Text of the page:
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Iran Must Prove Nuclear Work Peaceful Say Nuclear Superpowers

British Foreign Secretary Margaret Beckett (pictured) described the text as "a basis for discussion with Iran."
by Staff Writers
Vienna (AFP) Jun 14, 2006
The incentives deal offered by world powers to Iran last week stipulates that Tehran has to suspend uranium enrichment until its nuclear activities are proven to be peaceful, according to a copy of the confidential text shown to AFP Tuesday.

The text, delivered to Iran on June 6 but kept secret, calls for a moratorium on enrichment until the UN atomic agency verifies "that all outstanding issues and concerns reported by the IAEA, including those activities which could have a military nuclear dimension, have been resolved."

Such verification could take years, perhaps decades, experts say. Iran refuses to suspend uranium enrichment, which makes reactor fuel but also the core material of an atom bomb, and says its nuclear program is strictly peaceful.

Previous media reports had suggested that the text had called for a suspension on enrichment only for the duration of talks on the incentives package.

European Union foreign policy chief Javier Solana handed the proposal, which offers substantial trade, security and technology benefits, to Iran's top national security official, Ali Larijani.

The text also did not include a list of sanctions to be imposed if Iran failed to comply. Those potential sanctions had, however, been included in an earlier draft version seen by AFP.

"We only handed over the positive part. The idea was not to give Iran a pretext to turn the proposal down," a European diplomat close to the Vienna-based IAEA said.

The nuclear deal was offered by the five UN Security Council permanent members -- Britain, China, France, Russia and the United States -- and Germany, and seeks to allay fears that Iran is seeking to develop nuclear weapons.

After their agreement on the proposal on June 1 in Vienna, British Foreign Secretary Margaret Beckett described the text as "a basis for discussion with Iran."

Speaking for the six nations, she said that if Tehran complied the West would suspend action in the United Nations Security Council but that if it failed to comply "further steps would have to be taken" in the Council, which can impose sanctions.

She did not however reveal any details of the proposal, as officials said Iran was to be given time to consider the offer without it being made public.

"We urge Iran to take the positive path and to consider seriously our substantive proposals which would bring significant benefits to Iran," Beckett said at the time.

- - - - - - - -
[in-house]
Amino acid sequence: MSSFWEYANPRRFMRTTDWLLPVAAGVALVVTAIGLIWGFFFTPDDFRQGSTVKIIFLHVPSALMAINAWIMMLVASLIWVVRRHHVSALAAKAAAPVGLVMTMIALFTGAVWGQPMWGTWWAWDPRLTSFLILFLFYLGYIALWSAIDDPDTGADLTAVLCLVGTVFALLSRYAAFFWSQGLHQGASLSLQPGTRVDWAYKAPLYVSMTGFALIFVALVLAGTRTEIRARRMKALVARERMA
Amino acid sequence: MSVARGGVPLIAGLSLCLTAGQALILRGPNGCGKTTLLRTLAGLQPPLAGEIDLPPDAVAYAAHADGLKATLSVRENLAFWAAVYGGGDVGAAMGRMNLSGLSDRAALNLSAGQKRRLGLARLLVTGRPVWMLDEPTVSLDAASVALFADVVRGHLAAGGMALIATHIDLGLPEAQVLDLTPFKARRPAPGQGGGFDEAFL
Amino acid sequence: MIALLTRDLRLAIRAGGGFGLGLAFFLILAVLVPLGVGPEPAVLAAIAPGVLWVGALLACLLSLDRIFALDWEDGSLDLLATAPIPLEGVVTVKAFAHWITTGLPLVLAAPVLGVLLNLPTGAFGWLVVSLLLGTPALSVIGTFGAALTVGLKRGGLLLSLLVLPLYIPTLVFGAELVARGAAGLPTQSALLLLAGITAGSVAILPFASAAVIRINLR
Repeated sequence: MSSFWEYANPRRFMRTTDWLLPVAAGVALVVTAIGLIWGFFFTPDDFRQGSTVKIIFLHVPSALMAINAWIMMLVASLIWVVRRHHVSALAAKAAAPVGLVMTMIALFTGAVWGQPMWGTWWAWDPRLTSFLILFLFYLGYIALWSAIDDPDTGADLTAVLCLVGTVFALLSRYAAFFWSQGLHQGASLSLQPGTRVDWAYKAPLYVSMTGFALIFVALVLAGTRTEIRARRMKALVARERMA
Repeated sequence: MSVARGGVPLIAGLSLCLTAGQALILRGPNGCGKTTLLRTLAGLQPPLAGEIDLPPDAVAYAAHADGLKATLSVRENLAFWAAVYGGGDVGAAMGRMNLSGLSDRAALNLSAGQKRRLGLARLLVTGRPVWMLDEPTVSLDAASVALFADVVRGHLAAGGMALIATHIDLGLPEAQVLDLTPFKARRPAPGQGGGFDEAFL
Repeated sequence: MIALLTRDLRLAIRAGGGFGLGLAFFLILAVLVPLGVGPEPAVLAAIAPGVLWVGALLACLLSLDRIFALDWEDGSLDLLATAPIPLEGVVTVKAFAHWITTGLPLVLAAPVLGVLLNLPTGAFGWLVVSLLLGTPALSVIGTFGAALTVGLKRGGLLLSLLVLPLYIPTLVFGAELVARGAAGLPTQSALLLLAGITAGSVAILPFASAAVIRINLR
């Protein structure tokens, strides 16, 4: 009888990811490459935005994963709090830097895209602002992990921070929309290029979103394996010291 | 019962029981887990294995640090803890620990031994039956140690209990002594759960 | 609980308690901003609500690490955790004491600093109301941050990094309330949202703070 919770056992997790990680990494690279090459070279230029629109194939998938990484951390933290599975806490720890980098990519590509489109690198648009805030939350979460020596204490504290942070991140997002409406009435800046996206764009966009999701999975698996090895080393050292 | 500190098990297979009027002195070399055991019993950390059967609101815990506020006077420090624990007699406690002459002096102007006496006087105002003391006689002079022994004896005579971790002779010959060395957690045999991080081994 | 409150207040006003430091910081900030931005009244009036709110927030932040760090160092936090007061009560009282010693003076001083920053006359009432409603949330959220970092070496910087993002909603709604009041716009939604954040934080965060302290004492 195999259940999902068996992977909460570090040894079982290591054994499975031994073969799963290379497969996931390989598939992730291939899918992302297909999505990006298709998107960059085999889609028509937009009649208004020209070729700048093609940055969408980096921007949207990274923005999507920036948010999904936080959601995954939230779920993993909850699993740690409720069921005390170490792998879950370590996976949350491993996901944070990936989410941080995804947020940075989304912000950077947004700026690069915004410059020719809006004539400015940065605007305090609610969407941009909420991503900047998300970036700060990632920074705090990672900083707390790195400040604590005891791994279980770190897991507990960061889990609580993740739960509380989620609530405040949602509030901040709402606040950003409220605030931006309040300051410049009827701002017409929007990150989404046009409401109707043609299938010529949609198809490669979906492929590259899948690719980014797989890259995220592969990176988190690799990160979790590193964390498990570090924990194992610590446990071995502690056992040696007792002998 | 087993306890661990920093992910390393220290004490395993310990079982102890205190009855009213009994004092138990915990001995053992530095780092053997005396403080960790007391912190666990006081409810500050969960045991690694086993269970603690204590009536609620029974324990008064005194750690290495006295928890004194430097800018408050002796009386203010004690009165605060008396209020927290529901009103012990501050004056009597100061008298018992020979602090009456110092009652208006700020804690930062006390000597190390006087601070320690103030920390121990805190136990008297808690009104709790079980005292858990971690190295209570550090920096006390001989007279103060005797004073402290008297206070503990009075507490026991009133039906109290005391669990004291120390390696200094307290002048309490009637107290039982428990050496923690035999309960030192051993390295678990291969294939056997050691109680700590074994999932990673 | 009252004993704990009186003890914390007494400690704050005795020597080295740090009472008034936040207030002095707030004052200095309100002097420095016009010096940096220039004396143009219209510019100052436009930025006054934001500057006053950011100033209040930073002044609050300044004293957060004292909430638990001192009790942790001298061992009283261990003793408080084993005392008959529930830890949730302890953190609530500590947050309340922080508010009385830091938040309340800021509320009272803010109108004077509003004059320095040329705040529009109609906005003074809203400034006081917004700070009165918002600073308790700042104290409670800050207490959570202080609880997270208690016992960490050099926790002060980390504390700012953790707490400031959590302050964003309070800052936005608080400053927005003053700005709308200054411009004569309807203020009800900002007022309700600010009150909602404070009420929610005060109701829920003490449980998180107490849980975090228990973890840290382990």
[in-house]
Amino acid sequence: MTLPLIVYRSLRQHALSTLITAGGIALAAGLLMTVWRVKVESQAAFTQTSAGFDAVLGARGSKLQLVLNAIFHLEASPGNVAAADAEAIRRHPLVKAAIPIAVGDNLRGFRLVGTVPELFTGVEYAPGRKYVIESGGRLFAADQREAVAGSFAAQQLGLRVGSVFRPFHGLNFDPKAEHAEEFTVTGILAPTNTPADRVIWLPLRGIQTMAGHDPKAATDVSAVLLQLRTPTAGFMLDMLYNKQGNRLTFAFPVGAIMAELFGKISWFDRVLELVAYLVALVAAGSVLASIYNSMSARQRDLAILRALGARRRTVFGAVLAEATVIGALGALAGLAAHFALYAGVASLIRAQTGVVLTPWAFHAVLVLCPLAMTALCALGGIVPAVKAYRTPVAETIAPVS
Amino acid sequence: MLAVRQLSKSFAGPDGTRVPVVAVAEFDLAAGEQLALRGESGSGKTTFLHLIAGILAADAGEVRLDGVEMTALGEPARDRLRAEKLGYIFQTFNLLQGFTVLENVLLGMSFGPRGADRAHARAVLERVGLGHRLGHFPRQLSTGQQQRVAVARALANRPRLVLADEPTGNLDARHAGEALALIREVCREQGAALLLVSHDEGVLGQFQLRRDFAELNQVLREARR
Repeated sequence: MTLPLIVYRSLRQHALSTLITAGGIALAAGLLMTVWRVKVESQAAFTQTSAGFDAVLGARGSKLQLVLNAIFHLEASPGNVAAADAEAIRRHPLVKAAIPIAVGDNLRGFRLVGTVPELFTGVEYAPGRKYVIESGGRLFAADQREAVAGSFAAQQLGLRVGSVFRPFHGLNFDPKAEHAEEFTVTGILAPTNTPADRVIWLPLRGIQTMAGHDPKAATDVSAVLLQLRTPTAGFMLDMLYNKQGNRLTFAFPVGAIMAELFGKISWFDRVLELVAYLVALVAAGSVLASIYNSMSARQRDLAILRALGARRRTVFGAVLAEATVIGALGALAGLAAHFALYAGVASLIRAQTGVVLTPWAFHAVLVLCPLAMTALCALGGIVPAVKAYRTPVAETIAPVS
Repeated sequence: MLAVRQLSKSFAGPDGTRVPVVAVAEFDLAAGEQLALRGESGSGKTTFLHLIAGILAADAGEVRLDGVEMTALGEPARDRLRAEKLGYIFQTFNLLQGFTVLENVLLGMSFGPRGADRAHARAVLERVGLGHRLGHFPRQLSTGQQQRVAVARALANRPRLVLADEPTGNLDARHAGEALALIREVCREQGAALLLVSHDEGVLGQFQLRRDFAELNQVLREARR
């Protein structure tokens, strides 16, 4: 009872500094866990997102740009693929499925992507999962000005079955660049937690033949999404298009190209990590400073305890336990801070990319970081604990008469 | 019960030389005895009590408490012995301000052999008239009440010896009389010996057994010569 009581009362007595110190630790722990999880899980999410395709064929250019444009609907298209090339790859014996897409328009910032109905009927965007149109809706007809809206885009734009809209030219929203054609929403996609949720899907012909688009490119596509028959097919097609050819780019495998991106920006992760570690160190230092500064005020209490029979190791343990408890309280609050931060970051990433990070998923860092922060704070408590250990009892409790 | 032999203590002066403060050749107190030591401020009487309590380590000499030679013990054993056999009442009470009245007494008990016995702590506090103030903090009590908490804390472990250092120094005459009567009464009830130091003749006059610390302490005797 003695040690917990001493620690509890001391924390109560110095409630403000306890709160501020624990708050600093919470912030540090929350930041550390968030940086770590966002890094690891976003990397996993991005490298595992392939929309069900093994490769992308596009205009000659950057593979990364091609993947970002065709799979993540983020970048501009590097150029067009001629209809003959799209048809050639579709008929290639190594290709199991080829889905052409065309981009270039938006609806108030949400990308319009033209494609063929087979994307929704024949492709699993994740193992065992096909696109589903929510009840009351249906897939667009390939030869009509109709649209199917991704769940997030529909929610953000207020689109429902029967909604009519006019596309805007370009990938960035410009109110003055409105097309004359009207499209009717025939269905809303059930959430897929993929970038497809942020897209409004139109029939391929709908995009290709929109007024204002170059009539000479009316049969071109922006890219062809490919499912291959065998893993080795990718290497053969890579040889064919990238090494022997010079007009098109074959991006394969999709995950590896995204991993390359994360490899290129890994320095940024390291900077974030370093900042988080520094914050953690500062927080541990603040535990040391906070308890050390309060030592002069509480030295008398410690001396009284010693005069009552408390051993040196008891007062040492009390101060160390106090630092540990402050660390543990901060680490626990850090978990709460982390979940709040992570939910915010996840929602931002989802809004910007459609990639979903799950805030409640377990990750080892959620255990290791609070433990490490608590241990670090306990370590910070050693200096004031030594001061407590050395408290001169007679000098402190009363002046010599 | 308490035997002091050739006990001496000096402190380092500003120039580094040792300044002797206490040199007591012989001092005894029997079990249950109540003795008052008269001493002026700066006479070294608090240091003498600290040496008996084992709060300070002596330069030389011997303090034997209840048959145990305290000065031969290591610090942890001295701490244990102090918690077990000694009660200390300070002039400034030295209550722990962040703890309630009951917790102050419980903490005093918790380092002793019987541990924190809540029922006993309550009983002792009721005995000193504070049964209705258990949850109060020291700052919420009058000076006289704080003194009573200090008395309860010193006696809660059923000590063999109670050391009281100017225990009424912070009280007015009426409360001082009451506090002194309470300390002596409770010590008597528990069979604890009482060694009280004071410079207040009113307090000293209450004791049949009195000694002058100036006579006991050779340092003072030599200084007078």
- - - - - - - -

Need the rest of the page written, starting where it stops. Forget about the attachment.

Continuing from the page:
The text seen by AFP says: "We propose a fresh start in negotiations of a comprehensive agreement between Iran and the E3/EU (Britain, France and Germany), with the support of (China), Russia and the United States and other members of the international community."

Benefits for Iran include "the building of new light water reactors in Iran through international joint projects" and reaffirming "Iran's right to develop nuclear energy for peaceful purposes."

Iran would also get "advanced technology to make its power reactors safe against earthquakes," a new element that was not in the draft proposal.

The deal also proposed that United States would lift trade sanctions against Iran concerning civil aviation, "thereby widening the prospect of Iran renewing its fleet of civil airliners," as well as "Iran's telecommunication infrastructure and advanced Internet provision."

The package would also open the door to "support for agricultural development in Iran, including possible access to US and European agricultural products, technology and farm equipment," the text said.

Washington, which considers Iran a sponsor of terrorism and now fears it is covertly developing nuclear weapons, has since the mid-1990s banned most US trade and investment with the Islamic republic.

The proposal said Iran would have to "suspend all enrichment-related and reprocessing activities" to start talks, as well as allow for "wider inspections (by the UN's International Atomic Energy Agency) under an Additional Protocol to the nuclear Non-Proliferation Treaty."

This suspension would then turn into a moratorium once talks had concluded, and would stay in effect until the IAEA had certified that military questions had been resolved and "that there are no undeclared nuclear activities or materials in Iran and that international confidence in the exclusively peaceful nature of Iran's civil nuclear program had been restored," according to the text.

Source: Agence France-Presse

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